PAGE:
After entering through the skin, the guidewire 32 is then driven to a predetermined depth until secure. Wherever the guidewire 32 placed is typically the general target location for one of the bone anchors 20. Throughout the procedure, a fluoroscopic or other imaging device may be used to assure accurate placement of the guidewire 32, implant, and/or other tools. Using such an imaging tool, prevents placing the tools incorrectly or driving the instruments or implants in the wrong location, or too deeply into the body tissue as this could harm vital body tissue such as vascular or nerve tissue.

The guidewire 32 is preferred to have a self-cutting and self-tapping thread, however, the thread type and insertion means vary by surgeon preference. Alternatively, the guidewire 32 may have a non-threaded sharpened end for advancement through soft tissue and piercing the bone. Such a guidewire 32 is preferably constructed of biocompatible metals or alloys such as stainless steel, titanium, or nitinol.

Once the guidewire 32 has been positioned at the surgical site, the surrounding tissue may be stretched and/or incised to provide passage of additional MISS tools. To stretch the tissue, a number of series dilators 33 or open ended sleeves, can be slid down the guidewire 32 one on top of another. As shown in FIG. 11A-11H, the series dilators 33 are tubes with one end having a sloped nose 35 to allow for easy insertion into the tissue. Each dilator expands slightly in diameter and thereby expands the tissue as the dilator is slid down the guidewire 32 into the surgical site. After the series dilators have sufficiently stretched the tissue, a docking sleeve 34 may be slid down the series dilators. The docking sleeve 34, discussed in more detail below, provides a window to the surgical site. The docking sleeve 34 may be slid down a dilator with a slightly smaller diameter than the docking sleeve 34.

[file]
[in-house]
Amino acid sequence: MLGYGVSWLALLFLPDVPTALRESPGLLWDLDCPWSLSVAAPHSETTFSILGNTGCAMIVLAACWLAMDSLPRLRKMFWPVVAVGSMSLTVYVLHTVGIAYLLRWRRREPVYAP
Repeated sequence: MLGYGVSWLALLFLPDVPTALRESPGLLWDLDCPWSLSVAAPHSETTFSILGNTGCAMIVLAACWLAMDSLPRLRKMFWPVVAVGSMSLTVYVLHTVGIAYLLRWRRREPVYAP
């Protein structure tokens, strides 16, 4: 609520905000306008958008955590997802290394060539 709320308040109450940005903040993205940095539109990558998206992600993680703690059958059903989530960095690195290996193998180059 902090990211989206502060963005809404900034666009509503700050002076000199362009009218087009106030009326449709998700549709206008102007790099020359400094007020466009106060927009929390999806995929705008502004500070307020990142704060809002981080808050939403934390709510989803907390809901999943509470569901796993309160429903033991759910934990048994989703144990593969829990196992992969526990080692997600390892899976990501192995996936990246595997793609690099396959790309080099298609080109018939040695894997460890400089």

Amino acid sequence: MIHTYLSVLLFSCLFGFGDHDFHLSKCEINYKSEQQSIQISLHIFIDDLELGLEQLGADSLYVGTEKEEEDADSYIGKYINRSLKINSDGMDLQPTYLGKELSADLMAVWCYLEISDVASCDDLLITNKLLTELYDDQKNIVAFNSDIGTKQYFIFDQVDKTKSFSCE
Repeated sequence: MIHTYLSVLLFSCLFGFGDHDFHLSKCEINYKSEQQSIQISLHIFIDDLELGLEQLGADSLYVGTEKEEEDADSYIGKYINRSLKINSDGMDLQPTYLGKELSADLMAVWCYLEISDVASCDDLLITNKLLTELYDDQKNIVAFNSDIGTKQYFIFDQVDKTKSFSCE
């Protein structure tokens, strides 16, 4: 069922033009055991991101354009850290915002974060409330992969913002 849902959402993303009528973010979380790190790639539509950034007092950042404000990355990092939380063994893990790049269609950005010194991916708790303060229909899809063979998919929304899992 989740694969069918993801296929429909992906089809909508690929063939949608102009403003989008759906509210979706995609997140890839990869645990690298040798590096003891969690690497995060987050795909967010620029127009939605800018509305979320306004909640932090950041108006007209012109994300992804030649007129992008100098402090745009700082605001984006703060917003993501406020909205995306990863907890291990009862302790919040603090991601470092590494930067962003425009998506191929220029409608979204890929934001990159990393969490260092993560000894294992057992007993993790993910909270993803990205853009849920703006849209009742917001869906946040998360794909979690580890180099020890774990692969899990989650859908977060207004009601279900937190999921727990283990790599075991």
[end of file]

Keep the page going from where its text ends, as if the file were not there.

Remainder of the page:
Alternatively, the surgeon could use a scalpel or another cutting instrument such as the cannulated cutting tool 38 of FIG. 12 to incise the tissue along a path generally following the guidewire to gain increased access to the surgical site. The cannulated cutting tool 38 may have a tube or guide portion 40, a plurality of fin portions 42 that may be used to precisely create an opening of the tissue, and a handle portion 44.

Various other dilation tools may also be employed. For example instead of the series dilators, a surgeon may use a harpoon dilator 46, shown in FIGS. 13, 14, and 15. The harpoon dilator 46 is spring biased to a fully extended position shown in FIG. 13. The harpoon dilator 46 comprises a series of progressively larger spring loaded interdependent cylinder portions 48. Each interdependent cylinder 48 is preferably biased away from the next cylinder by a series of springs. Such springs have a progressively higher spring constant as the diameter of the independent cylinder portions 48 increases. The dilator 46 may further include a reduced diameter nose 50 that is cannulated to allow for passage of the guidewire 32.